Counter-Terrorism: The Lessons Of Belgium Ignored


April 8, 2016: The recent ISIL (Islamic State in Iraq and the Levant) attacks in Belgium were a wakeup call for security forces and intelligence agencies throughout Europe. Belgium was shaken and went on high alert in the wake of the November 2016 Paris attacks when it was discovered that the source of the planners and attackers were in Belgium. This was not surprising as many had long criticized Belgium for a dysfunctional counter-terrorism policy that created a de-facto sanctuary for Islamic terrorists.

The recent Belgium attacks were also organized in Belgium and now Belgium is under even more pressure to clean up its mess. But other countries have checked and found that, despite their own energetic counter-terrorism efforts it often wasn’t enough. France, for example found that in the last year the number of suspected Islamic terrorists had risen 50 percent to 8,250. Worse, the French admitted they had problems with some Moslems in their own security forces. France had identified 17 M0slem policemen who had been radicalized since 2012. It was already public knowledge that by early 2015 at least ten Moslem French soldiers had deserted and joined ISIL in Syria. Some of these deserters have since been identified as training other terrorists in skills they learned in the French military. One of these deserters had risen to a leadership position in ISIL. The problems with radicalized police were worse because police have access to police databases containing information about terrorism suspects, counter-terrorism tactics and ongoing counter-terrorism operations. Not all the details of this Islamic terrorists infiltration of the security forces has become public and it is believed there is more of it and the French are, for obvious reasons, not revealing exactly what they are doing about it.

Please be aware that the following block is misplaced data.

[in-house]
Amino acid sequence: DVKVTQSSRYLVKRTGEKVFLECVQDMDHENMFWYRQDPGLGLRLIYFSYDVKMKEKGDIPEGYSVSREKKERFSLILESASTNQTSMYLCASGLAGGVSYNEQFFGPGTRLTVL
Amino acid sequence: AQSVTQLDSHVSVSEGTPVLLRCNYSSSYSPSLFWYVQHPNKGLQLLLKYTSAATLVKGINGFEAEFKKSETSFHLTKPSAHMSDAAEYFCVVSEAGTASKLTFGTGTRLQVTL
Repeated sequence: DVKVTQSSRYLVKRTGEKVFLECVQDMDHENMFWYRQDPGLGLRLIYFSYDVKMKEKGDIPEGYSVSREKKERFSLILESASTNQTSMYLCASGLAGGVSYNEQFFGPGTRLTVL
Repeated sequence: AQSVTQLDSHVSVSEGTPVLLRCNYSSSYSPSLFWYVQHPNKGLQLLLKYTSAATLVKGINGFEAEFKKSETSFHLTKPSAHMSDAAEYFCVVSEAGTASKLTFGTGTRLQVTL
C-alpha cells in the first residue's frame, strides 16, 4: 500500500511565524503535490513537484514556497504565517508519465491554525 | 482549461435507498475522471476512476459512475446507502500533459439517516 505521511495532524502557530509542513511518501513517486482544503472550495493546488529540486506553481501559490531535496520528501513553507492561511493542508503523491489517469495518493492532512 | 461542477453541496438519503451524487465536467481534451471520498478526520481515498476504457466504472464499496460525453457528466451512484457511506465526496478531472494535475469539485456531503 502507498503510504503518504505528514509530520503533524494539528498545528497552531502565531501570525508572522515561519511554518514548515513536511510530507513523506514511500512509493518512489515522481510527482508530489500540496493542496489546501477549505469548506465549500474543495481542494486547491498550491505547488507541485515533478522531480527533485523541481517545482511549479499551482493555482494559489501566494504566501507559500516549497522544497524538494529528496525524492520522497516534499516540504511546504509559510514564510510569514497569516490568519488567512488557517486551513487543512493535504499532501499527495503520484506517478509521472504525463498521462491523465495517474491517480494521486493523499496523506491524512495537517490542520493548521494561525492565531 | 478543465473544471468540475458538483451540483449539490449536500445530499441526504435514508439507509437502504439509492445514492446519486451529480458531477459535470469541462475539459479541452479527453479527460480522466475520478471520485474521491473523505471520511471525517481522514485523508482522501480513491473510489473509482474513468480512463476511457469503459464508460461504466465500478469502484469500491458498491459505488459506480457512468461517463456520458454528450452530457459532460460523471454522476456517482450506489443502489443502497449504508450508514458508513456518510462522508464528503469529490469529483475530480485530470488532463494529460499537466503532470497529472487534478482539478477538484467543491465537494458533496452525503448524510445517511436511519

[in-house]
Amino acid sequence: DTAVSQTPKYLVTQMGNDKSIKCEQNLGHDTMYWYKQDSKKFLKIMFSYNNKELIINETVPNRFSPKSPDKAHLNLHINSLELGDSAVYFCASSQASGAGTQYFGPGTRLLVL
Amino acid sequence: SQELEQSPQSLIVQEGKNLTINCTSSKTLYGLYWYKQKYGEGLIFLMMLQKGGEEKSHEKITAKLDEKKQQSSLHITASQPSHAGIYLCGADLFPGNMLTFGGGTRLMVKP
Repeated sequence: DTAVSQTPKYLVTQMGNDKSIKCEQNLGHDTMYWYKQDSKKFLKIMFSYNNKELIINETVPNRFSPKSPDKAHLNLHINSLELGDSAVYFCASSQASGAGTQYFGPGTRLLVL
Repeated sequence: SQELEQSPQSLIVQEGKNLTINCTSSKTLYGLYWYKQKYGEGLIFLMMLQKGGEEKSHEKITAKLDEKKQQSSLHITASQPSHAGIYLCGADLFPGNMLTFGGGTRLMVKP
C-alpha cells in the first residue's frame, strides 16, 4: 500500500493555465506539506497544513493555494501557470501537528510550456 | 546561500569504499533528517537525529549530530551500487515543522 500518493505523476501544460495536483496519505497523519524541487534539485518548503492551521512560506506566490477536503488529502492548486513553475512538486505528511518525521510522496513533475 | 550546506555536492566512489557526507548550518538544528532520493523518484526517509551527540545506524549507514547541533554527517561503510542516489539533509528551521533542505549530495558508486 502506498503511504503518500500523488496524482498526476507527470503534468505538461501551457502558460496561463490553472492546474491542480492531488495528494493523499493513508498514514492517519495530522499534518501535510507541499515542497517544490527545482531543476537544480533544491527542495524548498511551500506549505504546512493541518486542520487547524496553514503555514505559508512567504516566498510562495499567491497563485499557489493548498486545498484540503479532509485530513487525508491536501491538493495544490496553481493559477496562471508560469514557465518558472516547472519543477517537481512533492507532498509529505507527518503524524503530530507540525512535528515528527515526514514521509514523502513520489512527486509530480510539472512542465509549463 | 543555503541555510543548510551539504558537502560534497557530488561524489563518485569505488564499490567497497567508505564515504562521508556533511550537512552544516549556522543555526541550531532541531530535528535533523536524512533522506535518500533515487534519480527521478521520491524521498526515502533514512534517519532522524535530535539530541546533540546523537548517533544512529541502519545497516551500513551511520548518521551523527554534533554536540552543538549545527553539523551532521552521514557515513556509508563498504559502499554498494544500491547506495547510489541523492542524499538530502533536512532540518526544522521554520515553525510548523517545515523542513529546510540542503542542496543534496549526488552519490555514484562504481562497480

Britain and Germany have similar problems and at one point it was noted in the British media that more Moslem men of military age were joining Islamic terrorist organizations than were joining the British military. In the wake of the 2005 Islamic terrorist bombings in Britain a survey of British Moslems was conducted. Not surprisingly 88 percent of the million Moslems in Britain were either hostile or unsympathetic to Islamic terrorism. But 24 percent has some sympathy for the motives of the terrorists (“defending Islam” and all that) while six percent believed the Islamic terrorist violence was justified. More troubling was the 18 percent of British Moslems who felt little loyalty towards Britain and instead believed “Islam” was where their main loyalty was. Islam stresses this in its scripture.

You would think that Moslems who move to the West would all be hostile to Islamic terrorism no matter who the victims were. That is not the way it works. Fewer of these Moslems support Islamic terrorism, but there are still a lot who do. A 2014 survey of European nations to discover support for ISIL resulted in some surprising results. In Germany two percent of the adults supported ISIL, while in Britain it was seven percent and in France 15 percent. While many of these supporters are Moslems, only 4.6 percent of Germans, five percent of Britons and 7.5 percent of the French are Moslems. Thus there is support from non-Moslems and a closer look at the data shows that ISIL support is higher among the young and falls sharply among older people. Many of the ISIL supporters are actually angry at their own government for various reasons. Still, the ISIL support is part of the overall support (or tolerance) for Islamic radicalism in the West and the recent growth of European anti-Semitism.




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